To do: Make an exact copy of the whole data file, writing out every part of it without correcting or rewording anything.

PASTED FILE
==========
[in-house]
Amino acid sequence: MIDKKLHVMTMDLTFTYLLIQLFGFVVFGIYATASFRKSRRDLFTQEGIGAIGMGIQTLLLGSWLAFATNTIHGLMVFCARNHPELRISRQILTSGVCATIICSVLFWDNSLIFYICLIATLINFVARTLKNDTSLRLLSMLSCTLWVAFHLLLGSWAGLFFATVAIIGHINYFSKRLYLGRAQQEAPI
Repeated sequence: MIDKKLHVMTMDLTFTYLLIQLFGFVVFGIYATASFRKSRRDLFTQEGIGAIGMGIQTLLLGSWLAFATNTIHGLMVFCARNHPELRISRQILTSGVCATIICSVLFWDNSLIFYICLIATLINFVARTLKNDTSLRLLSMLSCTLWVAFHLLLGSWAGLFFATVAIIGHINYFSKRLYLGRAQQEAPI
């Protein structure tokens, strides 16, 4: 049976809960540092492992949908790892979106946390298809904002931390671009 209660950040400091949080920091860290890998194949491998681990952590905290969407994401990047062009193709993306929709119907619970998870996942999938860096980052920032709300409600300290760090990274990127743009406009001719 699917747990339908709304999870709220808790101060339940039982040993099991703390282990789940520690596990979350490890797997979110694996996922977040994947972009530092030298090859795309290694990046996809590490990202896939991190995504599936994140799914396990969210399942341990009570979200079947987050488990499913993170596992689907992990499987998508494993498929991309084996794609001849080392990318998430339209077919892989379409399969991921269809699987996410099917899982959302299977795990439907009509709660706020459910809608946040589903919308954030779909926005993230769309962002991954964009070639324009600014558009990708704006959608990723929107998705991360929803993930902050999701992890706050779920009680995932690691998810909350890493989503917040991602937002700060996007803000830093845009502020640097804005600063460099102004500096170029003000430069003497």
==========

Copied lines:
[in-house]
Amino acid sequence: MIDKKLHVMTMDLTFTYLLIQLFGFVVFGIYATASFRKSRRDLFTQEGIGAIGMGIQTLLLGSWLAFATNTIHGLMVFCARNHPELRISRQILTSGVCATIICSVLFWDNSLIFYICLIATLINFVARTLKNDTSLRLLSMLSCTLWVAFHLLLGSWAGLFFATVAIIGHINYFSKRLYLGRAQQEAPI
Repeated sequence: MIDKKLHVMTMDLTFTYLLIQLFGFVVFGIYATASFRKSRRDLFTQEGIGAIGMGIQTLLLGSWLAFATNTIHGLMVFCARNHPELRISRQILTSGVCATIICSVLFWDNSLIFYICLIATLINFVARTLKNDTSLRLLSMLSCTLWVAFHLLLGSWAGLFFATVAIIGHINYFSKRLYLGRAQQEAPI
């Protein structure tokens, strides 16, 4: 049976809960540092492992949908790892979106946390298809904002931390671009 209660950040400091949080920091860290890998194949491998681990952590905290969407994401990047062009193709993306929709119907619970998870996942999938860096980052920032709300409600300290760090990274990127743009406009001719 699917747990339908709304999870709220808790101060339940039982040993099991703390282990789940520690596990979350490890797997979110694996996922977040994947972009530092030298090859795309290694990046996809590490990202896939991190995504599936994140799914396990969210399942341990009570979200079947987050488990499913993170596992689907992990499987998508494993498929991309084996794609001849080392990318998430339209077919892989379409399969991921269809699987996410099917899982959302299977795990439907009509709660706020459910809608946040589903919308954030779909926005993230769309962002991954964009070639324009600014558009990708704006959608990723929107998705991360929803993930902050999701992890706050779920009680995932690691998810909350890493989503917040991602937002700060996007803000830093845009502020640097804005600063460099102004500096170029003000430069003497």